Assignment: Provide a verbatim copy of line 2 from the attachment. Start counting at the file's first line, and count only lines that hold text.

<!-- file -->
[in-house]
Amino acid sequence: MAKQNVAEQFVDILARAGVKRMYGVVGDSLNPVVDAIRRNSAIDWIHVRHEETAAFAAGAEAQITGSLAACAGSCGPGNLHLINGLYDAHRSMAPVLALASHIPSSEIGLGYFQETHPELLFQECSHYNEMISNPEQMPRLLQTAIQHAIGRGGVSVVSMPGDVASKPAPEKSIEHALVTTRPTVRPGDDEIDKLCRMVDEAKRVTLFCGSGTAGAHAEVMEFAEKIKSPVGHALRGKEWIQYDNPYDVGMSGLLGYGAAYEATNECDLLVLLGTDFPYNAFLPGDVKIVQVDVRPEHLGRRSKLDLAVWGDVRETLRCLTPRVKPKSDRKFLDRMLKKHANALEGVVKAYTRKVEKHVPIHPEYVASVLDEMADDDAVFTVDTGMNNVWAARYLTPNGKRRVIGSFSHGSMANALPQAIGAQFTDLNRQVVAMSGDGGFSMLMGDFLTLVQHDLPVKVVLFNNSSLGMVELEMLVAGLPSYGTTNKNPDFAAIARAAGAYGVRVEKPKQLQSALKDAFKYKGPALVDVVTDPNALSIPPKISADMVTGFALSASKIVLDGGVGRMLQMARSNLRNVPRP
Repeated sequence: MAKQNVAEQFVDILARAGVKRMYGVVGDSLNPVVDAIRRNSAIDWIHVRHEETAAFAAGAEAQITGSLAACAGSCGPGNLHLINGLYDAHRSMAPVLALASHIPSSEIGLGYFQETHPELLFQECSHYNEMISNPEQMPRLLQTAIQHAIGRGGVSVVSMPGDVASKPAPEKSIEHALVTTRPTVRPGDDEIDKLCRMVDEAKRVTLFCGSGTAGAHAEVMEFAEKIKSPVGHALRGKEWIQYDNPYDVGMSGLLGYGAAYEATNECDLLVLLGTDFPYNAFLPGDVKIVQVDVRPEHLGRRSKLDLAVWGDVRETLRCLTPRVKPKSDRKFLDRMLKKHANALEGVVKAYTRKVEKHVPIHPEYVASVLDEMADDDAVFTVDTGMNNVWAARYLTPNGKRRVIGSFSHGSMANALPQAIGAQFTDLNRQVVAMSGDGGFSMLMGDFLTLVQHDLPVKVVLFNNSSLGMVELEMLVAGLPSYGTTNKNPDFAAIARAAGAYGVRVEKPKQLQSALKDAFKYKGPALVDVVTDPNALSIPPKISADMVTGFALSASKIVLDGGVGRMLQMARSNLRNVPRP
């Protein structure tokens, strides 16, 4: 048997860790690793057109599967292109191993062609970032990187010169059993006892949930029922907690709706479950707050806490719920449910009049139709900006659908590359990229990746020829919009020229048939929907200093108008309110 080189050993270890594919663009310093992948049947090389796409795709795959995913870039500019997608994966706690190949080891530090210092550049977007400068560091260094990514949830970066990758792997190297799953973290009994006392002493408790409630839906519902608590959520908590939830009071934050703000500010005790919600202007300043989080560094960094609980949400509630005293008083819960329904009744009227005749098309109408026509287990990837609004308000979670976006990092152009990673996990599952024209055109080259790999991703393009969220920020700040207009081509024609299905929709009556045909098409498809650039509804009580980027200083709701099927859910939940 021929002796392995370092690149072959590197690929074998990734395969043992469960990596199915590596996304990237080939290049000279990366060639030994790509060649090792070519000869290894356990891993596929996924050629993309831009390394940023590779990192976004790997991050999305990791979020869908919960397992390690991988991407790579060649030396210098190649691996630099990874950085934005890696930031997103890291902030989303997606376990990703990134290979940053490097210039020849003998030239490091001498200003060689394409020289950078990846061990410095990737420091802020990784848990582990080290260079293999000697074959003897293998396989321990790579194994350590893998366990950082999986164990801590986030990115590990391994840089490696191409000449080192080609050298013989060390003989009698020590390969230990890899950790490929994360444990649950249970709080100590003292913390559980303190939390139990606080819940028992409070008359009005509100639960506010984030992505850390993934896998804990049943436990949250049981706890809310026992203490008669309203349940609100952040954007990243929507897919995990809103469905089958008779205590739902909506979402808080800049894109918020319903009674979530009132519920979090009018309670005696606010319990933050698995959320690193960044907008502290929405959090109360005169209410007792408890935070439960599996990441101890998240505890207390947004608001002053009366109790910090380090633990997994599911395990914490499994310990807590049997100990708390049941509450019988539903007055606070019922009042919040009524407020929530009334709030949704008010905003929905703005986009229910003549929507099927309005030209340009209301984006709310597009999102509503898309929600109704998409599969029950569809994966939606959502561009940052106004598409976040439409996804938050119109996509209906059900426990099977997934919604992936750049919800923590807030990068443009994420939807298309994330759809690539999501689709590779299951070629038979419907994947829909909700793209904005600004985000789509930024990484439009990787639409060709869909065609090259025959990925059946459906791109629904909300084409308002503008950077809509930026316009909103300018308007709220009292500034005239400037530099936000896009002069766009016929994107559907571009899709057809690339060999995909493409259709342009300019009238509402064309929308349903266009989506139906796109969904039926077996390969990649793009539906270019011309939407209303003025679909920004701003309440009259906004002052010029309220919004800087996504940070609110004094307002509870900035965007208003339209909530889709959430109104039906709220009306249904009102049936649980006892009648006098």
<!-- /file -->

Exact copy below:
Amino acid sequence: MAKQNVAEQFVDILARAGVKRMYGVVGDSLNPVVDAIRRNSAIDWIHVRHEETAAFAAGAEAQITGSLAACAGSCGPGNLHLINGLYDAHRSMAPVLALASHIPSSEIGLGYFQETHPELLFQECSHYNEMISNPEQMPRLLQTAIQHAIGRGGVSVVSMPGDVASKPAPEKSIEHALVTTRPTVRPGDDEIDKLCRMVDEAKRVTLFCGSGTAGAHAEVMEFAEKIKSPVGHALRGKEWIQYDNPYDVGMSGLLGYGAAYEATNECDLLVLLGTDFPYNAFLPGDVKIVQVDVRPEHLGRRSKLDLAVWGDVRETLRCLTPRVKPKSDRKFLDRMLKKHANALEGVVKAYTRKVEKHVPIHPEYVASVLDEMADDDAVFTVDTGMNNVWAARYLTPNGKRRVIGSFSHGSMANALPQAIGAQFTDLNRQVVAMSGDGGFSMLMGDFLTLVQHDLPVKVVLFNNSSLGMVELEMLVAGLPSYGTTNKNPDFAAIARAAGAYGVRVEKPKQLQSALKDAFKYKGPALVDVVTDPNALSIPPKISADMVTGFALSASKIVLDGGVGRMLQMARSNLRNVPRP